The Graduate Commons Program was honored to have Dr. William Julius Wilson speak to our community on February 11th. Dr. Wilson is the Lewis P. and Linda L. Geyser University Professor and Director of the Joblessness and Urban Poverty Research Program. He is jointly appointed at the Harvard Kennedy School and in the Department of Sociology. Dr. Wilson is one of only 24 University Professors, which is the highest professional distinction for a Harvard faculty member and an exceptional achievement.
Dr. Wilson began by his talk by describing post-war economic conditions that led to a strong, growing middle class in America. These conditions, including the presence of influential labor unions, insured that working class Americans had steady work and increased wages. He argued that this period saw the smallest gap between working-class and upper-class Americans.
According to Dr. Wilson, these social and economic conditions changed drastically beginning in the 1980s. The “Reagan economic experiment” and the economic policies of President George W. Bush led to a significant decline in the middle class and a growth in economic disparity. Dr. Wilson also argued that growing social inequalities during this period further exacerbated the plight of the American working class.
To examine the causes of this increased disparity, Dr. Wilson compared the works of two recent books that have received widespread attention —Timothy Noah’s “The Great Divergence: America’s Growing Inequality Crisis and What We Can Do About It” and Charles Murray’s “Coming Apart: The State of White America.”
Dr. Wilson explained that Noah synthesized social science research to better understand the US economy post-1979, a period he calls the “Great Divergence.” Noah uses this term to contrast with the period from the 1930s to the 1970s that saw a decreased in social and economic inequality, calling these few decades the “Great Convergence” Noah argues that there were several factors that contributed to the growing divide between upper-class and working-class Americans. These included the increased value of a college degree, increased trade with lower wage nations, government policies that protected the wealthiest Americans, and a sharp decrease in the labor movement. To Noah, the “Great Divergence” is a multi-faceted issue greatly impacted by structural factors, particularly government policies.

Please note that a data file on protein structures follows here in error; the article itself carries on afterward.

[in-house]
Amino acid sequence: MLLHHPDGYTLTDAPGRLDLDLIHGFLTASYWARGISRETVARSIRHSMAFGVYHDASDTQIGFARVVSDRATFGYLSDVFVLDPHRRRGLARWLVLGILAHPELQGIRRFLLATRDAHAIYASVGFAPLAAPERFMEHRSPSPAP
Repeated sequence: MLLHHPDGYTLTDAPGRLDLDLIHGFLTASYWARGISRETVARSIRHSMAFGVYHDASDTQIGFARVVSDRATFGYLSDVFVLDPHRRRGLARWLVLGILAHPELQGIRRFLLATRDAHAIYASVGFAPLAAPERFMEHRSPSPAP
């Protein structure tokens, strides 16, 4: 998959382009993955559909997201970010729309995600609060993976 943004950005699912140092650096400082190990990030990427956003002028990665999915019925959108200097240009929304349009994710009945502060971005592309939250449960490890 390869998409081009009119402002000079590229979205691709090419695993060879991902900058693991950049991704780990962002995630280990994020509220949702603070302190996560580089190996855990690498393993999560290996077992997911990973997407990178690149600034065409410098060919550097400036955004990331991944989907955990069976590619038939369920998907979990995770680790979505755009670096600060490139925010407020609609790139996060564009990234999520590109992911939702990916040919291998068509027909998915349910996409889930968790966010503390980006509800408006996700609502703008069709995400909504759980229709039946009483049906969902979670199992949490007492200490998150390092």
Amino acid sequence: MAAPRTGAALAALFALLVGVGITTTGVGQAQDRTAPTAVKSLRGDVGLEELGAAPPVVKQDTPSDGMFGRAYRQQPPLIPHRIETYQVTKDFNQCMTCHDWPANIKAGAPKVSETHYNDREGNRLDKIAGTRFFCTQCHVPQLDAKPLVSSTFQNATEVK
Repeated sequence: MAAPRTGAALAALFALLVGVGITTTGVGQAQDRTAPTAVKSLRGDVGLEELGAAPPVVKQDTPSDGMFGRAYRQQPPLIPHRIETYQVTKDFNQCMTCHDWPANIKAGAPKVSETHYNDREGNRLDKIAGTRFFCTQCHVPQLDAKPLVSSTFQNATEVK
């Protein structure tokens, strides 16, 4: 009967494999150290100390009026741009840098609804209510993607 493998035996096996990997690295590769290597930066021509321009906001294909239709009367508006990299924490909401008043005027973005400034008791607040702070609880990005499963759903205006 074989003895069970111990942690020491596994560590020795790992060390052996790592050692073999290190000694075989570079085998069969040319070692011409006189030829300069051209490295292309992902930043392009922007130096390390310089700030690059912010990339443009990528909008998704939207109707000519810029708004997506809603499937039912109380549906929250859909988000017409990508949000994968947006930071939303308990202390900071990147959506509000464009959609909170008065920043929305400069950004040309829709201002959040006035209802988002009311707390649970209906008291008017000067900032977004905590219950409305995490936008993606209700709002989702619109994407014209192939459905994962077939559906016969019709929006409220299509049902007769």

On the other hand, Murray argues that current economic differences are related to shifts in the core values, particularly among the “new rich” and the white working-class. Murray examines the life-style choices of two American communities as a way to illustrate the differences between these new upper-class and lower-class groups. Using Belmont, MA as an example of a “super zip”, he finds highly educated individuals who have developed distinct cultural practices that have increased their economic success. Murray cites a high rate of advanced degrees, increased rates of marriage, and an importance of “family time” as values of the upper-class. His second case study investigates the residents of Fishtown, a white working-class neighborhood in Philadelphia. In Fishtown, he finds higher rates of joblessness, more single mothers, and greater crime. Murray equates their economic disparity to a decrease in core values among working-class Americans – a lack of religiosity, industriousness, and emphasis on the institution of marriage.
Dr. Wilson argued that Murray’s conclusions were causal at best, and to make such incendiary claims would require more rigorous research methods. Further, Dr. Wilson argued that in other industrial nations that face issues of economic disparity, there are few claims that decreased values are responsible for economic inequality. Dr. Wilson explained that issues of economic disparity are complex, much as Noah outlined. To eliminate such profound economic disparities, we need to fully understand these complex issues to find long lasting solutions.
Dr. Wilson’s talk ended with a lively question-and-answer session. When asked about his hopes for narrowing the socioeconomic gap in the future, Dr. Wilson responded that he’s “fighting pessimism all the time.” When asked about a solution, his response was a simply one—vote! Dr. Wilson encouraged the audience to assist in grassroots voting campaigns, particularly aimed at disenfranchised Americans. He believes this to be a simple but powerful step to ensure all Americans are heard, and to begin to roll back the growing gap between rich and poor in the United States.